High-Speed Boat Aids Military and Law Enforcement
by Andrea Cohen, MIT Sea Grant
If you happened
to be gazing at Boston Harbor from a warm office building one
in early February, you might have wondered why a Nigerian Navy
speedboat was zipping across the white caps at close to 70 mph,
hairpin turns that should have made the boat flip over (and over
and over). The 27-foot twin-hull craft, designed and built by
Mass.--based Intercept Boats, is indeed bound for Nigeria--hence
the bright yellow lettering. But on this day, the boat, known
as a Night
Cat 27, was providing the Massachusetts State Police with a taste
of what they too would soon be captaining.
owner, Bob Perette, says he
U.S. Border Patrol in Miami purchased one of Intercept's first
courtesy of Intercept Boats
got the idea
for designing a high-speed boat for military and law enforcement
agencies in the early 1990s while reading a magazine article about
how the United States was losing the war on drugs because those
with drugs had faster boats. "So I started doing some testing in
my bathtub with these little models," says Perette, who was then
working in the automotive industry and had no experience as a boat
builder. Perette brought one of those models to Cliff Goudey at
MIT Sea Grant, hoping he would test it and thereby provide the quantifiable
data needed to convince others that the craft was not your average
director of MITSG's Center for Fisheries Engineering Research (CFER),
suggested that Perette go one step farther and incorporate modifications
to a boat Perette already owned—and then he could test the boat
in a real-life scenario.
Goudey and Justin Manley, then a student in MIT's Undergraduate
Research Opportunity Program (UROP), created an instrumentation
a black box with a motion sensing package—which they connected to
a laptop computer. "We took the unit out on Bob's boat and then
on a similar sized conventional deep-V hull," says Goudey. "We were
measuring accelerations and rotation rates in three axes. Measuring
these six degrees of freedom, we were able to compare the performance
of the two boats on that choppy day off Hull, Massachusetts." He
recalls that the pitch and heave in particular were noticeably less
with Perette's novel design, and the boat tracked as if it were
on rails, making high-speed turns that he did not think were possible.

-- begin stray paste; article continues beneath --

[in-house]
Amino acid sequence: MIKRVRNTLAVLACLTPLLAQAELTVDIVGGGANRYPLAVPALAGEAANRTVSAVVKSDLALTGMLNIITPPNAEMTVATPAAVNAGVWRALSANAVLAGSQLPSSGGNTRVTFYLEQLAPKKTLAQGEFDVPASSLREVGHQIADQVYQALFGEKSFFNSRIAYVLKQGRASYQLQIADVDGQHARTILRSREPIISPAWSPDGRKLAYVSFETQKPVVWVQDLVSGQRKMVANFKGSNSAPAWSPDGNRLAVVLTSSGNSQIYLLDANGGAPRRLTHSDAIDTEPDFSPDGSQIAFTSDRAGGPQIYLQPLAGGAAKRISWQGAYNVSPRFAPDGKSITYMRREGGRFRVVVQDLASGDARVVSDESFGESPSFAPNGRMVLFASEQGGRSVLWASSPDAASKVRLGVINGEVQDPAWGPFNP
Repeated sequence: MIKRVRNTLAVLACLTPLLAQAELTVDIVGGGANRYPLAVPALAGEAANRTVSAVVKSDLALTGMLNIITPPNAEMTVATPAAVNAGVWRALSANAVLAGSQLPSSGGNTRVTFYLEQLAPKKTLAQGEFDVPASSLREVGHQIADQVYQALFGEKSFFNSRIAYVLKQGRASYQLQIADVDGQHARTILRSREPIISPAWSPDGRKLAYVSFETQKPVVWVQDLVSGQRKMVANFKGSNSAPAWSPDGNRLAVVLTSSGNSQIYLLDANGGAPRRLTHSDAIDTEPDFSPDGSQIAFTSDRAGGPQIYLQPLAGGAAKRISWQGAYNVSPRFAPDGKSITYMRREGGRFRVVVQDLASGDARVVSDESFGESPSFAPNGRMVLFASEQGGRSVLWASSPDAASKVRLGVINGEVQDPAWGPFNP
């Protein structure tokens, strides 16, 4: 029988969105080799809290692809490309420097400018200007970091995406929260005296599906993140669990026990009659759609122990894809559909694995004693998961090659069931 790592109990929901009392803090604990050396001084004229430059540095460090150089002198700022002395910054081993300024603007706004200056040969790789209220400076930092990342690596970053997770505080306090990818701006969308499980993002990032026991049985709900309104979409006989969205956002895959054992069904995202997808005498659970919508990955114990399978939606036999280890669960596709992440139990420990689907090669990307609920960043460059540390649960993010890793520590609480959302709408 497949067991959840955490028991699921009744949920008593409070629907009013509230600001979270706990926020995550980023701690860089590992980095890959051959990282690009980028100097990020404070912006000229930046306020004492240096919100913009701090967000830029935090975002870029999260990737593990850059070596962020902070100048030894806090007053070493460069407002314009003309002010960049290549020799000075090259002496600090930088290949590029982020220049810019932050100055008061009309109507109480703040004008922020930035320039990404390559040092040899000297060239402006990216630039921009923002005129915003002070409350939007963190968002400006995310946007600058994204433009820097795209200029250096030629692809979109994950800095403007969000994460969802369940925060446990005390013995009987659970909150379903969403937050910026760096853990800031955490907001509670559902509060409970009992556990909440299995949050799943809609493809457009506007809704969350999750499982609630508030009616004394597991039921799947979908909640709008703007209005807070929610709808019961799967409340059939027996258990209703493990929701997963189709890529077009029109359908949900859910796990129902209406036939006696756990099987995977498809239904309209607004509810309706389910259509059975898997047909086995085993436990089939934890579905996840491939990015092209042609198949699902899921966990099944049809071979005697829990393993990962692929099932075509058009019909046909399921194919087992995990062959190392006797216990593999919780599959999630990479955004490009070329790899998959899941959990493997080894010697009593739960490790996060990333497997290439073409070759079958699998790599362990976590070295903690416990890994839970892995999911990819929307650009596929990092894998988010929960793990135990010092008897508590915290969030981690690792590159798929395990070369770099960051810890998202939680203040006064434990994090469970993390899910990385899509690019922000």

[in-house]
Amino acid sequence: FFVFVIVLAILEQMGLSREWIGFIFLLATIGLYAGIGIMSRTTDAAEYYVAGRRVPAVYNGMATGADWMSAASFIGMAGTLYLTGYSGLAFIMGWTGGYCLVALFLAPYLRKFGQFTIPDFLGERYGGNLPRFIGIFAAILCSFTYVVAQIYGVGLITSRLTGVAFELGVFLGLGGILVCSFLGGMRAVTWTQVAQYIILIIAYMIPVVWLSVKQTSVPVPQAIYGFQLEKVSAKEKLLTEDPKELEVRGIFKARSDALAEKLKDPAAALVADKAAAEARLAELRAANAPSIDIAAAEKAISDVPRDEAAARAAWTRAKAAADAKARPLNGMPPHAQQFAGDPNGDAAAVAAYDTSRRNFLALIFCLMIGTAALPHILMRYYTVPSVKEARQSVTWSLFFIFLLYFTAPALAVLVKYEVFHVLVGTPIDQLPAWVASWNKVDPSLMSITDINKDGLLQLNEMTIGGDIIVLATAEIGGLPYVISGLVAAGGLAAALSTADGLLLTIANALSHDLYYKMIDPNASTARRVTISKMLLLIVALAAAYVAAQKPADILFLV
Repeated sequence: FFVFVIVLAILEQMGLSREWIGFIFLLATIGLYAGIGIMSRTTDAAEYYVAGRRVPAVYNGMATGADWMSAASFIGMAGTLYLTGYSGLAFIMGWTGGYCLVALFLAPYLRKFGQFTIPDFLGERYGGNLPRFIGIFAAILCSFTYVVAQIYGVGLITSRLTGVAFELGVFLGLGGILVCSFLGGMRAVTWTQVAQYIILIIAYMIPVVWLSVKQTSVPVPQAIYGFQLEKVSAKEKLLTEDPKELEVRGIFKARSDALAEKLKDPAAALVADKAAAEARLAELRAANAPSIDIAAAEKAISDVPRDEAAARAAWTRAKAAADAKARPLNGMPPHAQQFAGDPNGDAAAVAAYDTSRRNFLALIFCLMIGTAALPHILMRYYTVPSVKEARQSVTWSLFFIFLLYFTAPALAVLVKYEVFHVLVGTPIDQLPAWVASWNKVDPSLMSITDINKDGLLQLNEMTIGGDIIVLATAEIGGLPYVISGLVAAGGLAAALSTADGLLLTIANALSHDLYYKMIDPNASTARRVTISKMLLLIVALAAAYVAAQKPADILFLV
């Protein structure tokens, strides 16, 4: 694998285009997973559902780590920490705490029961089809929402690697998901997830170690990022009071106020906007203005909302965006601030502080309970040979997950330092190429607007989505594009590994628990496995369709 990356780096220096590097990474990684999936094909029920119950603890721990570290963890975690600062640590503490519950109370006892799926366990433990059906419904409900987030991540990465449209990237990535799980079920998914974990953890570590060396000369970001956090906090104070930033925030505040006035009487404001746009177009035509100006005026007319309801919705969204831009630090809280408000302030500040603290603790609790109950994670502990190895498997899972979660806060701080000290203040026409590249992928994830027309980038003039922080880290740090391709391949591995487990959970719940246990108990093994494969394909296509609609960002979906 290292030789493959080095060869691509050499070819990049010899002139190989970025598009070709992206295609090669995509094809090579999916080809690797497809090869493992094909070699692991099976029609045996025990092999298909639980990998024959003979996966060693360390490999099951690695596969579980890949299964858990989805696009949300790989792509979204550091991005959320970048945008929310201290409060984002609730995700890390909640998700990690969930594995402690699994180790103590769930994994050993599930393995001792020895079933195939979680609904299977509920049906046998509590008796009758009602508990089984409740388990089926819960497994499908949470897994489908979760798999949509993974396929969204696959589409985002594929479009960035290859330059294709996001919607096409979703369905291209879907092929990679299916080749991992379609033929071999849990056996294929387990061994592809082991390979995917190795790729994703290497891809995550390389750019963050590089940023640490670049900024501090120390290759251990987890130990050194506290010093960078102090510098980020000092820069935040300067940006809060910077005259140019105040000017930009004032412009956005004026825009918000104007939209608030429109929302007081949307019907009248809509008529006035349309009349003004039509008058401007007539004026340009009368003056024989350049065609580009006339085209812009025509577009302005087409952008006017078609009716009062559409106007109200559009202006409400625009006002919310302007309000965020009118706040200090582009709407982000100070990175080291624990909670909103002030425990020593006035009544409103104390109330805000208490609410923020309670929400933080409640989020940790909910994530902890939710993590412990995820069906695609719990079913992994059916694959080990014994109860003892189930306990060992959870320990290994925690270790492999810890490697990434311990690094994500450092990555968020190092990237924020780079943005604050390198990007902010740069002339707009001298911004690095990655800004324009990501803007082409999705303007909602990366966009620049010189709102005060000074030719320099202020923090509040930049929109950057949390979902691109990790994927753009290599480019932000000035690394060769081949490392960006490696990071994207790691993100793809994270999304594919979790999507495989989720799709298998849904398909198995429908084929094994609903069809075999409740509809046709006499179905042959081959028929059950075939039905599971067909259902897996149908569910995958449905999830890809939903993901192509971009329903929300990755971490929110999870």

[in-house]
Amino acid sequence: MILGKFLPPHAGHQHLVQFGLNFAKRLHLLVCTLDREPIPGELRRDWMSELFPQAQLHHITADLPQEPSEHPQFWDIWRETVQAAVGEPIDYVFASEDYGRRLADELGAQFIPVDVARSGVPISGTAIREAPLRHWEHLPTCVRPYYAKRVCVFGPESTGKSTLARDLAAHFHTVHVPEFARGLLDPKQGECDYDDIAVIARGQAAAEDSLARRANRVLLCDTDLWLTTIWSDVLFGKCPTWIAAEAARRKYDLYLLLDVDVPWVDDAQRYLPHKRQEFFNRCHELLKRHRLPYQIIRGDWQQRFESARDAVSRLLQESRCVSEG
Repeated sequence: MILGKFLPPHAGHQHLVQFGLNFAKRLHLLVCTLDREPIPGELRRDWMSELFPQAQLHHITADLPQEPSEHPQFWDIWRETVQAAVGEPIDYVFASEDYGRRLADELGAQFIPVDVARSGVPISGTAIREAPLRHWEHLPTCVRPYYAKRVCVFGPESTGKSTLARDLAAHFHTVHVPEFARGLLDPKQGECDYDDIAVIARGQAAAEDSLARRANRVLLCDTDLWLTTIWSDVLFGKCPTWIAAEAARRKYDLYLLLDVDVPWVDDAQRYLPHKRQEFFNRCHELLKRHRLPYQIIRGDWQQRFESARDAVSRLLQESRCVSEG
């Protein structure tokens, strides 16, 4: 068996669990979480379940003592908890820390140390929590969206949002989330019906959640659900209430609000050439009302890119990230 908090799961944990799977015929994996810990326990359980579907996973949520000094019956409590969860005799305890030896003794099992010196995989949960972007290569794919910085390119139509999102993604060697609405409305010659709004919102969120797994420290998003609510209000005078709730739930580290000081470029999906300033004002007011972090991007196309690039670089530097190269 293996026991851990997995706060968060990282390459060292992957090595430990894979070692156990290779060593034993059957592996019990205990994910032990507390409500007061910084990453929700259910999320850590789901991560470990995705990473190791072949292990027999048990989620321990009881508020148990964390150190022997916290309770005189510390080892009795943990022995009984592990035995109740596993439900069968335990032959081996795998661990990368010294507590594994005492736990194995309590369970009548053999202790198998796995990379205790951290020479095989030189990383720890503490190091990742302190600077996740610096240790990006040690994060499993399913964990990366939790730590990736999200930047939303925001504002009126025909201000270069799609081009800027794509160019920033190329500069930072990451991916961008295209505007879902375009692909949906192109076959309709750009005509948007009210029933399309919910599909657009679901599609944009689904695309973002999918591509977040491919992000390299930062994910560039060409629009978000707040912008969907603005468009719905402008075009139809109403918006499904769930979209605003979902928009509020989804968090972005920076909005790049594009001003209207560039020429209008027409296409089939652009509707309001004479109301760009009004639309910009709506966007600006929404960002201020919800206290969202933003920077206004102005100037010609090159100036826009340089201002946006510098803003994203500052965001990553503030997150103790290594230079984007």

The CFER report that resulted from the experiments quantified the
The data piqued
the interest of the Naval Surface Warfare Center in Suffolk, VA.
"The Navy then tested the boat, and the results were the same,"
says Perette, who points out that the smooth ride translates into
an advantage in terms of less fatigue. Anybody who has spent time
bumping up and down in a speedboat knows that the motion quickly
becomes exhausting. And that fatigue is a critical concern for military
and law enforcement personnel. According to the Navy's findings,
the Night Cat's ride was roughly 300 percent less fatiguing than
the speedboat against which it was tested. This means that a person
riding in the Night Cat for nearly five hours in four-foot seas
would be as tired as a person riding for 1.5 hours in another boat.
The boat's unique hull design also allows it to turn at a rate of
41 degrees per secondor 112 percent faster than similar craft.
catamaran, powered by two 300-horsepower outboards, is constructed
of foamcore covered with fiberglass. The front end of the boat is
reinforced (for ramming other boats) and four padeyes at the corners
mean that the boat can be picked up by a helicopter. With a fuel
tank that holds 210 gallons, the Night Cat can operate for roughly
eight hours and reach speeds of 70 mph.
"I'm a sailor
and not particularly fond of high-speed powerboats, but I've never
been on a boat that can do the kinds of things this one can," says
Goudey. He also notes that it's not exactly clear which design features
are responsible for this superior performance. "I think Perette
simply hit on a combination of changes that makes it work."
the boat as the wave of the future for law enforcement and notes,
not surprisingly, that the Night Cat has gotten a lot more attention
since 9/11. Shortly thereafter, the Boston Police Department sought
his help in guiding a liquefied natural gas (LNG) tanker into Boston
Harbor with a SWAT team. "My boat was the only boat in the neighborhood
that was highly maneuverable, and at the time we had painted it
with an anti-reflective coating to make it hard to see," he explains.
Perette began preparations but ended up not participating in the
actual mission, he says, after Boston Mayor Thomas Menino got a
court injunction to temporarily keep the LNG tankers out of the
Intercept has delivered one boat to the U.S. Border Patrol in Miami,
and another to the Nigerian Navy, which has ordered three more to
protect oil platforms and perform Coast Guard duties. The company
is now building two boats for the Boston Police Department. The
price tag for each is approximately $250,000 and includes training
for personnel who will be using the boats.
Lt. Aldo D'Angelo,
commander of the Massachusetts State Police Marine Section, says
that, among other tasks, his agency's two new Night Cats will be
escorting LNG tankers into Boston Harbor "This will give us the
capacity to intercept particular threats," he says, adding that
"95 percent of our fleet is over 25 years old."
As a small
company employing just three full-time employees, Intercept's current
success, notes Goudey, is a testament to dogged marketing and Perette's
faith in his product. "He's faced a long, hard road," says Goudey.
"It's satisfying to know that our tests played a pivotal role in
getting the attention of federal agencies, and getting these boats
where they're needed."